WASHINGTON: Abortion may be legal in America, but US states are throwing up more and more barriers to the practice. So an upcoming decision from the Supreme Court is hotly awaited.
By the end of this month, the nation’s highest court is expected to hand down a ruling on an issue that is highly divisive for Americans.
It will concern the state of Texas, specifically, but could reshape how abortion is carried out in the rest of the United States.
As states put up more and more restrictions, the eight members of the court—one of nine seats on the bench is vacant—will either halt this trend or issue a decision that encourages it.
A narrow majority of 56 percent of Americans believe that abortion should be allowed in most or all instances, according to recent study by the Pew Research Center.
Around 41 percent feel the opposite way, with higher numbers among conservative Republicans (68 percent) and white evangelical Christians (69 percent).
The historic 1973 Supreme Court decision known as “Roe v. Wade” that legalized abortion has been the target of repeated attacks by these groups.
But according to the Guttmacher Institute, which is pro-choice, the past five years have accounted for 27 percent of the more than 1,000 restrictions placed on abortion in America in the past four decades.
The pro-choice camp—which advocates letting women choose contraception or elect to end an unwanted pregnancy — is squared off against the so-called pro-life camp which opposes abortion.
‘Pro-life’ camp strengthened
Since 2010, the latter has been boosted as Republicans scored electoral victories in many US states. Conservatives who want to overturn “Roe v. Wade” go so far as to say the United States has become pro-life.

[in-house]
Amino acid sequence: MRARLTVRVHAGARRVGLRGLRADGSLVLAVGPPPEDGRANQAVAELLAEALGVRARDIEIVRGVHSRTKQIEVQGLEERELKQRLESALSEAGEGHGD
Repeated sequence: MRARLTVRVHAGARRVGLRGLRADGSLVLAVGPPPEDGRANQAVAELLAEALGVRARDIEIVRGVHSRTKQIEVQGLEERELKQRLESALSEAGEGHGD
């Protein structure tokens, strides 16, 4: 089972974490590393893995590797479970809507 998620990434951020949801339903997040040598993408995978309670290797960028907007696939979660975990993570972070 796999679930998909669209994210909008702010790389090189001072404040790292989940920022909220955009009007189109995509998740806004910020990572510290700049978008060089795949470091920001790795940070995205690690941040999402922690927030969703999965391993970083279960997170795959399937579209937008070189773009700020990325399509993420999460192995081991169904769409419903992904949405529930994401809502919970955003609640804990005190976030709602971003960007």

The restrictions take many forms: bans on the most commonly used medical techniques, long waiting times imposed on women who want abortions, administrative red tape for doctors who perform them, and the granting of legal status to fetuses from the moment of conception.
In many places anti-abortion activists have set up fake clinics—billed as crisis pregnancy centers—that lure in women seeking an abortion, and put them under psychological pressure to forego the procedure.
The bottom line is that at least 57 percent of women of childbearing age now live in a state considered to be hostile to abortion, says the Guttmacher Institute.
“Since 2011, anti-abortion advocates have pushed for the passage of state-level restrictions on abortion. More recently, they have also begun to propose anti-abortion bills at the state-level that purport to promote women’s rights,” said Sital Kalantry, a professor at Cornell Law School.
Such is the case in Texas. There, a law passed in 2013 obliges clinics offering abortions to have surgical facilities on par with those of hospitals.
The law, which is said to aim to protect women’s health, also obliges doctors who perform abortions to have admitting rights at a local hospital.
These restrictions—which are being weighed by the Supreme Court—have prompted more than half of the abortion clinics in Texas to shut down, advocacy groups say.
“It appears that the current principal political strategy of the anti-abortion activists is to impose such significant burdens on abortion providers that most, if not all of them, have to close their doors,” said Michael Dell, a specialist lawyer.
US media have begun to speak of an “abortion desert” in the South, from Florida to New Mexico, and in the Midwest, based on the accounts of hundreds of women forced to travel hundreds of miles to get an abortion.
Besides the distance, these women confront the challenge of having the time and money to make such trips.
Many fear the restrictions will lead women to turn to backstreet abortionists—or perform dangerous self-abortions.